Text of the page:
MOSCOW (Reuters) - Russia warned the United States on Tuesday that putting conventional warheads on long-range missiles would jeopardize President Barack Obama’s vision of a world free of nuclear weapons.
Two days before Obama is to sign a landmark nuclear arms reduction pact with President Dmitry Medvedev, Foreign Minister Sergei Lavrov also repeated Moscow’s threat to withdraw from the treaty if U.S. missile defense plans threatened Russia.
But he suggested the plans were unlikely to pose a threat in the near future.
Lavrov was drawing lines in the sand before the two presidents sign a treaty in Prague on Thursday committing the former Cold War foes to cut their arsenals of deployed nuclear warheads by about 30 percent.
U.S. Secretary of State Hillary Clinton told reporters in Washington she was not aware of Lavrov’s comments “but it’s no surprise that the Russians remain concerned about our missile defense program.
“The START treaty is not about missile defense,” she said.
Lavrov said Russia shared the goal of a world without nuclear arms, which Obama set out in Prague a year ago, but made clear Moscow wanted assurances that it would not end up at a strategic disadvantage.
“We believe the ultimate goal of a world without nuclear weapons is very important,” Lavrov told a news conference. “But it’s clear that it is impossible to move toward that goal in a vacuum.”
Among potential obstacles to realizing that vision, he said, would be the emergence of space-based weapons and strategic missiles, such as the ICBMs, fitted with conventional warheads.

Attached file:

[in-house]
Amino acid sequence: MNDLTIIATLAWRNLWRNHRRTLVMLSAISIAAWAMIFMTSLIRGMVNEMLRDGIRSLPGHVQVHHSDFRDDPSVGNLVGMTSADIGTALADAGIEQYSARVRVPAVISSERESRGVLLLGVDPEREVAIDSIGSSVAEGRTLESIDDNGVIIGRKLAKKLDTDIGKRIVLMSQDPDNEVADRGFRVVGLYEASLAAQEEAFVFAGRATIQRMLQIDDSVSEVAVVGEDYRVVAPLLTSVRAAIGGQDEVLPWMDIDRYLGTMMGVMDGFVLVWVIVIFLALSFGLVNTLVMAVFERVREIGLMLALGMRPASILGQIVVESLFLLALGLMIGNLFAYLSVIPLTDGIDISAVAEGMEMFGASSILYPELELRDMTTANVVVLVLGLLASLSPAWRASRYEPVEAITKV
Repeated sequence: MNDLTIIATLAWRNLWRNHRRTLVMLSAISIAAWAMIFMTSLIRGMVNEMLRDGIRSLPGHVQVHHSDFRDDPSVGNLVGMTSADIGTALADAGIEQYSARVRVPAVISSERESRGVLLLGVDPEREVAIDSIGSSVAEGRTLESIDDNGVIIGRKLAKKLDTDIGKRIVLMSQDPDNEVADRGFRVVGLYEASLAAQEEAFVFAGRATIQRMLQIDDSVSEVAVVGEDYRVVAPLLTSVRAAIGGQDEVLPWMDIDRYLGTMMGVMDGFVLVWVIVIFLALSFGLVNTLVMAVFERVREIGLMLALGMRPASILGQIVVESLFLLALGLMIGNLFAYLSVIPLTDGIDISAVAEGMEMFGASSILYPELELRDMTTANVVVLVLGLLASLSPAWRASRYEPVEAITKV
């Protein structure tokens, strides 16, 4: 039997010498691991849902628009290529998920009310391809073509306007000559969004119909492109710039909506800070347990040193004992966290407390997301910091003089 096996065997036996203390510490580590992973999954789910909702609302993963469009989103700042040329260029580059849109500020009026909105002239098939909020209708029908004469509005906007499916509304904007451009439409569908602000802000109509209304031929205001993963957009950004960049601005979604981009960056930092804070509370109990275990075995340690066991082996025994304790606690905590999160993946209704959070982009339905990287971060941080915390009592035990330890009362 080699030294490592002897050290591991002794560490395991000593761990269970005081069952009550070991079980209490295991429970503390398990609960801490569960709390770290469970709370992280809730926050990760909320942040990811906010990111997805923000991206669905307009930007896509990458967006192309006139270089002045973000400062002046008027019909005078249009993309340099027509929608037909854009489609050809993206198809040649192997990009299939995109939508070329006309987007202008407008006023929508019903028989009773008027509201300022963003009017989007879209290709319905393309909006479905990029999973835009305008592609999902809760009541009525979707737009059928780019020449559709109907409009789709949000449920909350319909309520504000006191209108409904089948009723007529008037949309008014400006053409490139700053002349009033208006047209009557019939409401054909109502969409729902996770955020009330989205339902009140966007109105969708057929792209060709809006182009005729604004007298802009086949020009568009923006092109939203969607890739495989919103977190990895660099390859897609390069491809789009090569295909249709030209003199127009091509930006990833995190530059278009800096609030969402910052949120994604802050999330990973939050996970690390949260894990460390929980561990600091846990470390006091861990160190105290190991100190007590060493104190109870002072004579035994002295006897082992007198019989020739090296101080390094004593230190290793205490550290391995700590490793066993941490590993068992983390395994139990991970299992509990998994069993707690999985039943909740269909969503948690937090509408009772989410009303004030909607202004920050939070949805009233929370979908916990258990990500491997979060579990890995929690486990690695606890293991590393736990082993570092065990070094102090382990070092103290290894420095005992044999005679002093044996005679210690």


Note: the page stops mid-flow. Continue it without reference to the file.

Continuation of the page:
“To move toward a nuclear-free world, it is necessary to resolve the question of non-nuclear-equipped strategic offensive weapons and strategic weapons in general, which are being worked on by the United States, among others,” Lavrov said.
Obama has acknowledged that the goal of a world without nuclear weapons may not be reached in his lifetime.
But his administration has indicated it hopes further reductions will follow once the treaty to be signed on Thursday, a successor to the 1991 START I pact, is ratified by lawmakers.
Lavrov spoke hours before Obama was to unveil a new policy calling for reduced U.S. reliance on its nuclear deterrent.
The Russian minister also said Moscow would consider withdrawing from the START successor pact if U.S. plans for a missile shield threatened to compromise its security by weakening its nuclear deterrent.
But he said the U.S. plans did not pose a threat in their initial stages.
Obama improved relations with Russia and set the stage for agreement on the START successor pact by dropping Bush-era plans for missile defense installations in Poland and the Czech Republic, which the Kremlin bitterly opposed.
The United States says the shield would be aimed to defend against nations such as Iran and is no threat to Russia.
Clinton said the United States would keep working with Russia “to try to find common ground around missile defense, which we are committed to pursuing.”
Additional reporting by Conor Sweeney and Arshad Mohammed in Washington; editing by Jon Boyle and Paul Taylor